Limiting transport stress in US and NZ pig systems

Take-home message: Giving weaned pigs food and water during transportation could enhance welfare of animals in United States and New Zealand production systems

Transporting pigs at weaning from breeding to finishing units is an increasingly popular practice in US and New Zealand pig units to help reduce disease transfer and increase productivity.

However, transportation for long distances can affect pig health and welfare, especially amongst animals already experiencing weaning stress.

Transport duration, withdrawal from feed and water, fluctuating temperatures, stocking density, mixing with unfamiliar pigs and motion are some of the issues that have the potential impact the welfare of pigs transported at weaning.

Scientists from Texas Tech University aimed to investigate whether transport stress adds to weaning stress, or if weaning is already causes such stress that adding transport has little additional negative effect.

In the study 120 pigs aged between 18–22 days old were observed in groups of 24, with equal numbers of each sex. The males were castrated at three days old.

The study, published in the journal Animals, evaluated the effect of a 32-hour transport period and the provision of feed and water on the welfare of weaned pigs using measures based on behaviour (lying, standing, sitting, drinking and eating), changes in body weight and physiology.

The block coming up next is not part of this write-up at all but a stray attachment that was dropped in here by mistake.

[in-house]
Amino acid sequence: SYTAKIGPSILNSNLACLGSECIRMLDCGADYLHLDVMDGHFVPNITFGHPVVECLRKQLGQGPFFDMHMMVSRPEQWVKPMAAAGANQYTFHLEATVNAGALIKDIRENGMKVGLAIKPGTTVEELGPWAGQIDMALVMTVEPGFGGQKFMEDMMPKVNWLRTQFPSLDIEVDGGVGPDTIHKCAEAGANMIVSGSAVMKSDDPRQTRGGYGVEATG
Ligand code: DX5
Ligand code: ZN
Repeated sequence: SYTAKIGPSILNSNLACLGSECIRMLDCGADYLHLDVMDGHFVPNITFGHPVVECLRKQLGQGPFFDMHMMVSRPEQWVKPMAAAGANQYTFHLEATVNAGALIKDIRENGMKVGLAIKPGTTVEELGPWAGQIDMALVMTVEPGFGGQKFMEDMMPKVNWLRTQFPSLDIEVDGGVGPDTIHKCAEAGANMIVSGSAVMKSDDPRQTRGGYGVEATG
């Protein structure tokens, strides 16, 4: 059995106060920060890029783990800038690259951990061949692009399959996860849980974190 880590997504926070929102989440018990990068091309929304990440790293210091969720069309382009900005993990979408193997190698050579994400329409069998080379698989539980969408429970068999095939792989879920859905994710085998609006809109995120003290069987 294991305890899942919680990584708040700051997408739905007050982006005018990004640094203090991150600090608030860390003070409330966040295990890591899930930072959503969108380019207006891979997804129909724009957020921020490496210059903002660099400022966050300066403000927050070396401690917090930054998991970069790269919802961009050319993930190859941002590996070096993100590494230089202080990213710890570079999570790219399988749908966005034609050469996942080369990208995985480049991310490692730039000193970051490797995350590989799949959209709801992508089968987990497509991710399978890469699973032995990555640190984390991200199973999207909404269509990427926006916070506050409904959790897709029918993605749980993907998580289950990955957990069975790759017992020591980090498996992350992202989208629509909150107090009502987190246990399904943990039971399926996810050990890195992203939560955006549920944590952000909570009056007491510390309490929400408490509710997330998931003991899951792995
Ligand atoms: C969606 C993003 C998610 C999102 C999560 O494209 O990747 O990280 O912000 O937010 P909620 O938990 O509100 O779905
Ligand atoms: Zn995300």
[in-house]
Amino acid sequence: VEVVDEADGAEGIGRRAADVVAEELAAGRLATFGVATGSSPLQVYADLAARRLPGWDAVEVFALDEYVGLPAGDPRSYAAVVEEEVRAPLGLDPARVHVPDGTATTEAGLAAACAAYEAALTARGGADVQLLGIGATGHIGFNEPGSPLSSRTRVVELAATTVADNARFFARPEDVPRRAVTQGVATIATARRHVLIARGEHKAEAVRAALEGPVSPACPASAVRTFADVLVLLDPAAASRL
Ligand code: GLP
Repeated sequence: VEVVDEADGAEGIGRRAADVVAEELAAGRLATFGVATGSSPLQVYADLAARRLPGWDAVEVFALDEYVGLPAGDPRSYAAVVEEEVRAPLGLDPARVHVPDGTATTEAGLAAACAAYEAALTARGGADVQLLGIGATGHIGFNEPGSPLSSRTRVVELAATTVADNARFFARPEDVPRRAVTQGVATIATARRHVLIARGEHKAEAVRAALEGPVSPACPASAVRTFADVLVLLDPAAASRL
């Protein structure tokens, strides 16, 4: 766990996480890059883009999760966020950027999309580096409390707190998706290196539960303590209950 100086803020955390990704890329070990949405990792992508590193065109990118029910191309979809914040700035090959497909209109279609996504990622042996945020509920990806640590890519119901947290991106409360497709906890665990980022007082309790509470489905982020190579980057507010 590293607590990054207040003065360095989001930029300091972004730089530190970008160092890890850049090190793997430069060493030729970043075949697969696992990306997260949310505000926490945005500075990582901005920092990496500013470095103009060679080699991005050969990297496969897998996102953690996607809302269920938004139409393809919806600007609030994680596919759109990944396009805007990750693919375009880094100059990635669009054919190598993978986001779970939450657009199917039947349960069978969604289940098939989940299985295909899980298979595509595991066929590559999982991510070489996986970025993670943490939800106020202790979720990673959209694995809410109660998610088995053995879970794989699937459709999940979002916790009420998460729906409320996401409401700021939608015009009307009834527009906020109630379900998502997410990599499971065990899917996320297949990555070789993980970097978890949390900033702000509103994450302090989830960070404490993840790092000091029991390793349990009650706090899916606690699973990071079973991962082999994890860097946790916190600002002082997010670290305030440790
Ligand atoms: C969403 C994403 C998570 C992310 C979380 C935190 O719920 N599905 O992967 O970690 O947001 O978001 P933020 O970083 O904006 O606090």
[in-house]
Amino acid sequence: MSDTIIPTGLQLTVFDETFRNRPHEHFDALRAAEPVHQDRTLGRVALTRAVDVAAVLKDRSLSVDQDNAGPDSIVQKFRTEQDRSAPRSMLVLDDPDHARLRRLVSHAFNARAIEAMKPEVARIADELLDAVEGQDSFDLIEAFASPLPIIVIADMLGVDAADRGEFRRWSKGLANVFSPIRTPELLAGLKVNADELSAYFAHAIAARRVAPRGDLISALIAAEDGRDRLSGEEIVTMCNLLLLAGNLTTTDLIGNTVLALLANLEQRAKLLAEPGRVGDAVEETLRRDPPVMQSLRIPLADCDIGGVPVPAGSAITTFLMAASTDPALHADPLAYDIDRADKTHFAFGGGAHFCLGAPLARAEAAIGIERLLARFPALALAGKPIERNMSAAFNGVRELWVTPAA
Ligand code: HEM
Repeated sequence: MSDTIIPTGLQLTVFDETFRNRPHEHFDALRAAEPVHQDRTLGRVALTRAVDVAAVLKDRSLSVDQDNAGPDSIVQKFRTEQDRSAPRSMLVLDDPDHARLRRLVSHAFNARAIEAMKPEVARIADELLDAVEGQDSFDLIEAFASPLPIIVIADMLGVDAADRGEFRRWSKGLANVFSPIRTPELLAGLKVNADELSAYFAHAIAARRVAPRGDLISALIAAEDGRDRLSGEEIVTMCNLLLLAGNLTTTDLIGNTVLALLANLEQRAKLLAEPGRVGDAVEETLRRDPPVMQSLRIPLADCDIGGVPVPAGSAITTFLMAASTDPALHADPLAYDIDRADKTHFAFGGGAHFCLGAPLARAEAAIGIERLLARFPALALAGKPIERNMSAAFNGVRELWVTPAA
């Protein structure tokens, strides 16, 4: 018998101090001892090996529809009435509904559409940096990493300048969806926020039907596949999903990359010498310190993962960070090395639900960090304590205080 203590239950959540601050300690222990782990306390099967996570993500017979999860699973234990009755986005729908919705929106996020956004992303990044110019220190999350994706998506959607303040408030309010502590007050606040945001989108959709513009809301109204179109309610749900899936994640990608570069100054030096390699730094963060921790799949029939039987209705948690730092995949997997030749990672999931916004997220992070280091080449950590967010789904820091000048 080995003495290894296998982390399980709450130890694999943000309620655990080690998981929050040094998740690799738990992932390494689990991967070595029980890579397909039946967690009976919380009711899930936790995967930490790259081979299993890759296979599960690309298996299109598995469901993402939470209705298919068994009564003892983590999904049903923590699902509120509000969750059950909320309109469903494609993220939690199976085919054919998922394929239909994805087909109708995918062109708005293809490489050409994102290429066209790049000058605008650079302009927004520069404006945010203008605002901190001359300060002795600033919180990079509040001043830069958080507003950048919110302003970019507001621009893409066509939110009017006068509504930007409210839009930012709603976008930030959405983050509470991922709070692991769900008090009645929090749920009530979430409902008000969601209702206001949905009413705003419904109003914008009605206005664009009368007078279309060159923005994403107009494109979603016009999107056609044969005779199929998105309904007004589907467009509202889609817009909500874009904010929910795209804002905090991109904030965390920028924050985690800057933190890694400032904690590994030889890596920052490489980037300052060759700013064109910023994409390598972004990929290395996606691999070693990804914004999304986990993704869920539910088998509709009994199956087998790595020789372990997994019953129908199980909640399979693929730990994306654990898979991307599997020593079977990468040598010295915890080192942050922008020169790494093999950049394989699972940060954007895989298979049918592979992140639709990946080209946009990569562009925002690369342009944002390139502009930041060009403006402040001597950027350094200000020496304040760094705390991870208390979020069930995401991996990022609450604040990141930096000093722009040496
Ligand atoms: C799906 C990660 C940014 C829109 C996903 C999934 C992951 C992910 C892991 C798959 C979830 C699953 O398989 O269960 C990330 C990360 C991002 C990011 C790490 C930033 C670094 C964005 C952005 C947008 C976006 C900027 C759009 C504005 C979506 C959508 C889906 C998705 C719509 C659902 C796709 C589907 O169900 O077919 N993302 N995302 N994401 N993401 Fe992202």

The researchers from America and New Zealand found that the control pigs not weaned or transported had a 6.5% gain in body weight after 32 hours.

In weaned pigs their body weight decreased over time and this response was intensified by exposing them to a 32-hour transport period and withdrawing feed and water.

The neutrophil to lymphocyte ratio, a common blood test used to measure stress, was also elevated in pigs in response to an eight-hour transport period, or eight hours after weaning alone.

Except for the weaned pigs provided with feed and water, transported and weaned pigs continued to be different from control pigs until 16 hours after weaning or exposure to a 16 hours transport period.

Scientist Arlene Garcia said that the findings suggest that pigs experience an acute stress response due to transport and weaning, but these two stressors do not appear to be in addition to each other.

“Physiological measures associated with stress were identified along with significant changes in behaviour observed during and after transportation, which could also be an indication of stress,” she said.

“Overall, transportation has a negative effect on performance, physiology and behaviour of weaned and transported pigs, especially if not provided with feed and water for more than 24 hours.”

By Joanne Stocks, University of Nottingham

More information: Arlene Garcia, Glenna Pirner, Guilherme Picinin, Matthew May, Kimberly Guay, Brittany Backus, Mhairi Sutherland and John McGlone

Animals (Basel). 2015 Jun; 5(2): 407–425